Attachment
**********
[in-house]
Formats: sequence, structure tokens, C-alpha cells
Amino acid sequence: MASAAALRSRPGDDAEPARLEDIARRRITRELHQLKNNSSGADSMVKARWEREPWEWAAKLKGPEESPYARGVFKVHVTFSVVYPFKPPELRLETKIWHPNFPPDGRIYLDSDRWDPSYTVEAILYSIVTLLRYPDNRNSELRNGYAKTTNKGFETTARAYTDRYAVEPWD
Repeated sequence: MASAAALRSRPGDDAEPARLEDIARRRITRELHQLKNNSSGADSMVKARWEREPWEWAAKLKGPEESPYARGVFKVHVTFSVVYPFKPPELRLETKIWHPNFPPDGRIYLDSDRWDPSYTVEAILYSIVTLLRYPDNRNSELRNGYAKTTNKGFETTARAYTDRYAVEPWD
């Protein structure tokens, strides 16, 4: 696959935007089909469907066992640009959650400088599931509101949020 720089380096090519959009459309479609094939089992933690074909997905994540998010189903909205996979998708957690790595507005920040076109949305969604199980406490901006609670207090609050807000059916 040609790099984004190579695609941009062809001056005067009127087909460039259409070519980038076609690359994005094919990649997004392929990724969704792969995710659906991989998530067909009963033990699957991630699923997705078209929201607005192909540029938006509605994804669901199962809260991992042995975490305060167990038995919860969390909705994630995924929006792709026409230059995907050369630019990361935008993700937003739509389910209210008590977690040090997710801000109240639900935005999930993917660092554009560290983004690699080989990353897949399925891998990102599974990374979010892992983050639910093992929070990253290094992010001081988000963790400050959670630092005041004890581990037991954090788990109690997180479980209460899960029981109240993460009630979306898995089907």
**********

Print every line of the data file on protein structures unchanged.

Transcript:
[in-house]
Formats: sequence, structure tokens, C-alpha cells
Amino acid sequence: MASAAALRSRPGDDAEPARLEDIARRRITRELHQLKNNSSGADSMVKARWEREPWEWAAKLKGPEESPYARGVFKVHVTFSVVYPFKPPELRLETKIWHPNFPPDGRIYLDSDRWDPSYTVEAILYSIVTLLRYPDNRNSELRNGYAKTTNKGFETTARAYTDRYAVEPWD
Repeated sequence: MASAAALRSRPGDDAEPARLEDIARRRITRELHQLKNNSSGADSMVKARWEREPWEWAAKLKGPEESPYARGVFKVHVTFSVVYPFKPPELRLETKIWHPNFPPDGRIYLDSDRWDPSYTVEAILYSIVTLLRYPDNRNSELRNGYAKTTNKGFETTARAYTDRYAVEPWD
């Protein structure tokens, strides 16, 4: 696959935007089909469907066992640009959650400088599931509101949020 720089380096090519959009459309479609094939089992933690074909997905994540998010189903909205996979998708957690790595507005920040076109949305969604199980406490901006609670207090609050807000059916 040609790099984004190579695609941009062809001056005067009127087909460039259409070519980038076609690359994005094919990649997004392929990724969704792969995710659906991989998530067909009963033990699957991630699923997705078209929201607005192909540029938006509605994804669901199962809260991992042995975490305060167990038995919860969390909705994630995924929006792709026409230059995907050369630019990361935008993700937003739509389910209210008590977690040090997710801000109240639900935005999930993917660092554009560290983004690699080989990353897949399925891998990102599974990374979010892992983050639910093992929070990253290094992010001081988000963790400050959670630092005041004890581990037991954090788990109690997180479980209460899960029981109240993460009630979306898995089907």